Karen Armstrong writes in "A Short History of Myth," that mythology (like good fiction) is fundamentally about our experience.  "A myth was an event which, in some sense, had happened once, but which also happened all the time.  Because of our strictly chronological view of history, we have no word for such an occurrence, but mythology is an art form that points beyond history to what is timeless in human existence...." (pg. 7)  A myth is a story that people share because it reveals timeless truths.

But, Armstrong notes, "myth is not a story told for its own sake.  It shows us how we should behave....  Correctly understood, mythology puts us in the correct spiritual or psychological posture for right action, in this world or the next. ... A myth, therefore, is true because it is effective, not because it gives us factual information.  If, however, it does not give us new insight into the deeper meaning of life, it has failed.  If it works, that is, if it forces us to change our minds and hearts, gives us new hope, and compels us to live more fully, it is a valid myth.  Mythology will only transform us if we follow its directives.  A myth is essentially a guide; it tells us what we must do in order to live more richly." (pg. 4, 10)  A myth is true if it helps us live wisely.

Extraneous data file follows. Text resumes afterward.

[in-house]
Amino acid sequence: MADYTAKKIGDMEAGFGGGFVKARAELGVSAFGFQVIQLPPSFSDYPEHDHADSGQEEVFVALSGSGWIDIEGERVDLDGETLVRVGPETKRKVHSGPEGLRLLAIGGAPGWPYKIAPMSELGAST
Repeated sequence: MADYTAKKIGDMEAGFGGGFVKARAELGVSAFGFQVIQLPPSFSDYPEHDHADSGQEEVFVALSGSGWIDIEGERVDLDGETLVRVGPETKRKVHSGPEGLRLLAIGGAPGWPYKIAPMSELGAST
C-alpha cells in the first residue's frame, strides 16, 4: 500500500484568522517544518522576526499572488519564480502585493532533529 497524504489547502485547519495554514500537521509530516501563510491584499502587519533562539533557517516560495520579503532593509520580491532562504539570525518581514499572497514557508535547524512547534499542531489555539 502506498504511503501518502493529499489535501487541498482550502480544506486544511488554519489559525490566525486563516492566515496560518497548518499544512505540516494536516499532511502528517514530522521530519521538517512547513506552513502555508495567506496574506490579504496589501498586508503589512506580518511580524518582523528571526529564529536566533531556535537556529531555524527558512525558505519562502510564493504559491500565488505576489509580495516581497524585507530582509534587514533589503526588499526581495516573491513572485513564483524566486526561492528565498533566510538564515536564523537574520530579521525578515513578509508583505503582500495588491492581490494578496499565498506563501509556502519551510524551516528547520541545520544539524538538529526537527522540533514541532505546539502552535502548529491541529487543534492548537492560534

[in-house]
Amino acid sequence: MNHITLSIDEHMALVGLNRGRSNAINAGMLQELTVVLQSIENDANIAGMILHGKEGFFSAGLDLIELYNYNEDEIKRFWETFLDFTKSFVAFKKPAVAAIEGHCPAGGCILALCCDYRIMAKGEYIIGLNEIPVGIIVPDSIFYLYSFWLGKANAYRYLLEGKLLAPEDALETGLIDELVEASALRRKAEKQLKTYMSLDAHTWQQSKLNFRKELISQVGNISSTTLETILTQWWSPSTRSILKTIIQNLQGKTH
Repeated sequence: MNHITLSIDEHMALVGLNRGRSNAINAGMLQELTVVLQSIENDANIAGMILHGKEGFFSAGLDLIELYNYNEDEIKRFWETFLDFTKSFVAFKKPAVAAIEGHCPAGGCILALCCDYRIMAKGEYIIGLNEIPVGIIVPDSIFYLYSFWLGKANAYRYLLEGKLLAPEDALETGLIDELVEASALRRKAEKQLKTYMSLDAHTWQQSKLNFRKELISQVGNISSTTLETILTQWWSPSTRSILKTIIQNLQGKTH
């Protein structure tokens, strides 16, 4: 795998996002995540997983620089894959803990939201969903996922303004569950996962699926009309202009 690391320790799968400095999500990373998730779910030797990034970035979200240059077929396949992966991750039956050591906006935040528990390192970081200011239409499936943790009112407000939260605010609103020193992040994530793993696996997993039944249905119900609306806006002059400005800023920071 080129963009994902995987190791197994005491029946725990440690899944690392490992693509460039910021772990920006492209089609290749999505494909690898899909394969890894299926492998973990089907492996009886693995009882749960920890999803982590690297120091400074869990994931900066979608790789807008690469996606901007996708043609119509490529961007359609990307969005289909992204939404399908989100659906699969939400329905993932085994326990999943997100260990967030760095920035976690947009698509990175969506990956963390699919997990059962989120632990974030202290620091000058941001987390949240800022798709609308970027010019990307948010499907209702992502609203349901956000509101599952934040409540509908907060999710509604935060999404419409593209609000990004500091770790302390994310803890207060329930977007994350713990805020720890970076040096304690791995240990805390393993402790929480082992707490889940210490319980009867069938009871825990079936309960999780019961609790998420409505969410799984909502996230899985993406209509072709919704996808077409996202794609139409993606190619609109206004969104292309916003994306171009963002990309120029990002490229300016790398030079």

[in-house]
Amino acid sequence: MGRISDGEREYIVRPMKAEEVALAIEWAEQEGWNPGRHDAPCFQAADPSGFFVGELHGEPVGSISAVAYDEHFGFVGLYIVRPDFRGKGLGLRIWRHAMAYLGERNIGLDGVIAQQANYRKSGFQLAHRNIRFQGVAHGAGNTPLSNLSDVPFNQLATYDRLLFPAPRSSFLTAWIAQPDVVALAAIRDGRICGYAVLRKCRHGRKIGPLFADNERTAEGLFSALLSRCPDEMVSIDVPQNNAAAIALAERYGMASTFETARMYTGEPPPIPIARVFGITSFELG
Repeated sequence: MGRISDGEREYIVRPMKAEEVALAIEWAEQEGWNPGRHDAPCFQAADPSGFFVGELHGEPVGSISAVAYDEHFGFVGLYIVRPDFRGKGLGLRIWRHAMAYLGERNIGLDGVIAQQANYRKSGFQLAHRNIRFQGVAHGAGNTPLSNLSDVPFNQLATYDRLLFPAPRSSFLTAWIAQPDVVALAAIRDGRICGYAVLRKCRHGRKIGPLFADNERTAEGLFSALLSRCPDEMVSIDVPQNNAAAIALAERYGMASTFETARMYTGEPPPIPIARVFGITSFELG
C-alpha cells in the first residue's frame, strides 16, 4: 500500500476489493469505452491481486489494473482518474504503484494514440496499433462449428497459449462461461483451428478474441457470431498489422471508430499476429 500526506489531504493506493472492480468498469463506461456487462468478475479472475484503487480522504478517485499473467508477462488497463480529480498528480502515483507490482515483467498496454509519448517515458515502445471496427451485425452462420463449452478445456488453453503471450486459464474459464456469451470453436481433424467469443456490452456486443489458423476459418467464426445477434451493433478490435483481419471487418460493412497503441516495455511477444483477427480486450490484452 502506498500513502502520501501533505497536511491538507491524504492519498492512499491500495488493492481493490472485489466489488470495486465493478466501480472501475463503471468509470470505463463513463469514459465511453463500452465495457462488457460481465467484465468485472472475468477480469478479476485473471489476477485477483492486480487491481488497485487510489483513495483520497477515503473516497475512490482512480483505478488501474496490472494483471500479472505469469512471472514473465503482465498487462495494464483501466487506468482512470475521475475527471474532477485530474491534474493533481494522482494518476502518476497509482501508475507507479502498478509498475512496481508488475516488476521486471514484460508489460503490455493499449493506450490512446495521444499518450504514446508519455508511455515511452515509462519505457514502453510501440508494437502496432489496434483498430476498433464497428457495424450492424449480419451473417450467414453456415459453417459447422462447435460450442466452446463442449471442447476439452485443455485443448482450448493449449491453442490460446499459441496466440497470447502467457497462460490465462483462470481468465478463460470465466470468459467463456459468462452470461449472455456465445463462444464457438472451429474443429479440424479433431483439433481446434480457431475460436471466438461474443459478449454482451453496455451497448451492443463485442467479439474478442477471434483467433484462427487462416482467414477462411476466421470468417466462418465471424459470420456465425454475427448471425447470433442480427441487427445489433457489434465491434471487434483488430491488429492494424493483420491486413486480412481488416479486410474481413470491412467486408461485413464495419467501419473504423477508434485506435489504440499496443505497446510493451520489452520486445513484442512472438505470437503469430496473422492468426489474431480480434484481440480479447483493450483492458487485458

So, either way, whether they are true accounts or mythologies, these stories we tell year after year about Jesus must reveal essential truths.  Otherwise, why would we tell them?  And so, how will we let them guide us?

Well, the last time I wrote, I was exploring the meaning of Mary's willingness to be a womb for God.  It was a story that provided much appreciated guidance.  Now, I wonder... What does it means to be "the light of the world"?